To do this the employer will need to:

  • assess risk and potential causes within your organisation. This may involve studying sickness absence records or by conducting attitude or specific stress-related surveys
  • use the above to compare how the organisation is performing in relation to the six risk factors
  • decide on improvement targets and action plans in consultation with the staff or their representatives.
  • The leading judgement on stress is Hatton v Sutherland – 2002. In this case, the Court of Appeal set out specific guidelines on how the courts should consider future cases of stress and these are detailed below.

Hatton v Sutherland – 2002

In this case the Court of Appeal held that there were no special rules for stress or other psychiatric illness cases and the usual rules of employer’s liability apply. This means that employers can continue to rely on the guidance given by the Court of Appeal in the Hatton case namely:

  • an employer is entitled to assume that employees can withstand the normal pressures of the job unless the employer is made aware of some vulnerability of problem
  • an employer is generally entitled to take what he is told as face value
  • employees have an obligation to raise any difficulties that they are experiencing with their employer
  • an employee must have a psychiatric injury and not merely be experiencing occupational stress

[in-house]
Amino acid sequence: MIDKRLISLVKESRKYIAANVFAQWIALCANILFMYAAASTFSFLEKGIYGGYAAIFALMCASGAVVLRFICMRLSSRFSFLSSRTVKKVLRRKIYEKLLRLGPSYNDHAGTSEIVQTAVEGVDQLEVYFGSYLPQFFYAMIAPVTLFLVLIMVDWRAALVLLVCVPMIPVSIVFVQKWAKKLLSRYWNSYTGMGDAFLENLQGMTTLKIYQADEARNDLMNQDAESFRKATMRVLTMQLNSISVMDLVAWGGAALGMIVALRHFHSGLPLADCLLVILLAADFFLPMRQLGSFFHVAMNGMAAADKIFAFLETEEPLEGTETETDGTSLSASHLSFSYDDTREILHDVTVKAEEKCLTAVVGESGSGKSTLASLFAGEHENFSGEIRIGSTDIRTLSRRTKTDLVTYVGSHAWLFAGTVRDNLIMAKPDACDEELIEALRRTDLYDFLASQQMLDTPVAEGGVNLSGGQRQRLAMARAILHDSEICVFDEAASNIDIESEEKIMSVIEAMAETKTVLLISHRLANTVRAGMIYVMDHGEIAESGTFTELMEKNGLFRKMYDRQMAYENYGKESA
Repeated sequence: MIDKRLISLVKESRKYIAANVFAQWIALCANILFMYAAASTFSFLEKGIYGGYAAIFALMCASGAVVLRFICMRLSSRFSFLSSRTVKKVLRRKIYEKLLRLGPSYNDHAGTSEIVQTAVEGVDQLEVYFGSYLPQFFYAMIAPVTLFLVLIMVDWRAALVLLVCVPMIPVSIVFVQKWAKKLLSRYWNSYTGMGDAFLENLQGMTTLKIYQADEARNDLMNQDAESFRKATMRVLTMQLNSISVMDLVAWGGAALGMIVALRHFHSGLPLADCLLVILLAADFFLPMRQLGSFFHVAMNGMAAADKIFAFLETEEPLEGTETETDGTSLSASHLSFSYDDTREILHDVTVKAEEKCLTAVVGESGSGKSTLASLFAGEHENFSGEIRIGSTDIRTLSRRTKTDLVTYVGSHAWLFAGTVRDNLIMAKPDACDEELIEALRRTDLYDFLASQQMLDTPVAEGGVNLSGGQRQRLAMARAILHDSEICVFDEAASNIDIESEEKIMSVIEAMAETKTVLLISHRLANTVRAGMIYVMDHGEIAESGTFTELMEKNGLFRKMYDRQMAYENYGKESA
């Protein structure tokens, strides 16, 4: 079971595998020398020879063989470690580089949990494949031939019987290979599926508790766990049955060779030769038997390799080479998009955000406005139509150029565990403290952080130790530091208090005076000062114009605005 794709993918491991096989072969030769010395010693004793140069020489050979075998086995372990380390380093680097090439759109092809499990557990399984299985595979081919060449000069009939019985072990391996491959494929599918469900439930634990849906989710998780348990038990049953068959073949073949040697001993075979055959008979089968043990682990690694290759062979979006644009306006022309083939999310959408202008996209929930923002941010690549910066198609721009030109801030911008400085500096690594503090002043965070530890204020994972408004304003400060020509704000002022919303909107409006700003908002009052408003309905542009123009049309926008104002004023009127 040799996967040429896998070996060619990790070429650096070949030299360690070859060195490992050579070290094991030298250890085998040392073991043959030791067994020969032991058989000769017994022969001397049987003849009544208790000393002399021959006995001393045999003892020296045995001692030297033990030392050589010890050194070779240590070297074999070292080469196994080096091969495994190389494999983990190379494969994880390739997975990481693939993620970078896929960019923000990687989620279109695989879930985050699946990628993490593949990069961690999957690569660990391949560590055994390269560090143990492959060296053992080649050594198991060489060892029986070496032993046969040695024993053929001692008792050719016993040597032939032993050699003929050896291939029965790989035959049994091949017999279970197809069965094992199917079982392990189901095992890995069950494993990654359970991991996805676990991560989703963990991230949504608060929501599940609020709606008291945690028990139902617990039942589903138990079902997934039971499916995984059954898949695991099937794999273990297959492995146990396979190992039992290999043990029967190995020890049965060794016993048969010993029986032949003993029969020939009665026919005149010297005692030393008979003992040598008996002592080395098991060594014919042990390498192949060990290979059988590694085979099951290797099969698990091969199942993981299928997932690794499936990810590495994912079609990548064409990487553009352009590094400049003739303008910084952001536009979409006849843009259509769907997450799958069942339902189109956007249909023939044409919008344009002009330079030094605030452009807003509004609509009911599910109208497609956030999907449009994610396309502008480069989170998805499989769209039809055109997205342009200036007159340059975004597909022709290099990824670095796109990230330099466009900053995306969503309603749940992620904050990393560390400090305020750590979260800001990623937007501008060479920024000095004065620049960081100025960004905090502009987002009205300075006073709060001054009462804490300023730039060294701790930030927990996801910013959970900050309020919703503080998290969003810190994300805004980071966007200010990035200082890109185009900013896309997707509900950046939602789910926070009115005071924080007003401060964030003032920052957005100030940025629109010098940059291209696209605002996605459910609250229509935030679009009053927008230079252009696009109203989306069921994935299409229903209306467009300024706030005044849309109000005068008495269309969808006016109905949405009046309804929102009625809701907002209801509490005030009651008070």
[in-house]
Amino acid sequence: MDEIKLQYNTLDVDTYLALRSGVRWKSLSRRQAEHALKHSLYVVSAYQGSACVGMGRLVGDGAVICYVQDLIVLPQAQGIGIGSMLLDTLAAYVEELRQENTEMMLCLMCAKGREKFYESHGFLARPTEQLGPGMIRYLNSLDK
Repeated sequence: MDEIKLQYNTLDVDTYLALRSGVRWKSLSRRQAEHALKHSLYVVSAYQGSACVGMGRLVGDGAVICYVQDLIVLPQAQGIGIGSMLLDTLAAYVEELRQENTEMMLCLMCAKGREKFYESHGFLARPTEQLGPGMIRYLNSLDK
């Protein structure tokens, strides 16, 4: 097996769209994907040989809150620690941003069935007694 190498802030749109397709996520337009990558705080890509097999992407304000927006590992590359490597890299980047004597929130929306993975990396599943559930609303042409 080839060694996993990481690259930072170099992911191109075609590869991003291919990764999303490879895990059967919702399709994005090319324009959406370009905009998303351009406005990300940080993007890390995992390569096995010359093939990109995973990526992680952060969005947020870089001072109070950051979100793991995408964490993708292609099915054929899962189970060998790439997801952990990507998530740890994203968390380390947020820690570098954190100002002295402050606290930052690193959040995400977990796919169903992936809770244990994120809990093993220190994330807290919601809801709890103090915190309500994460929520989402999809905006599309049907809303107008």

• the psychiatric illness must be the direct result of work, not caused by factors outside of work
  • no occupations are to be regarded as inherently risky
  • an employer who offers a confidential advice service with referral to appropriate counselling or treatment services is unlikely to be found in breach of duty
  • given a foreseeable risk of injury the employer must still be shown to have failed to take reasonable or adequate steps to reduce the risk of harm. The size and scope of an employer’s operation is relevant to the reasonableness of the steps he should have taken.

The guidelines given by the Court of Appeal in Hatton were instrumental in reducing the number of claims for compensation for stress at work.

This is clearly a massive issue and the above article is designed to give you a flavour of some of the issues to look for and ideas to help tackle them.

For further information you may like to visit some of the websites detailed below or, if you feel you need some practical assistance, you may wish to speak to your broker or RMP account director.

Heath & Safety Executive –
www.hse.gov.uk/stress

The International Stress Management Association
www.isma.org.uk

Advisory, Conciliation and Arbitration Service
www.acas.org.uk

Mark Povey
Published November 2016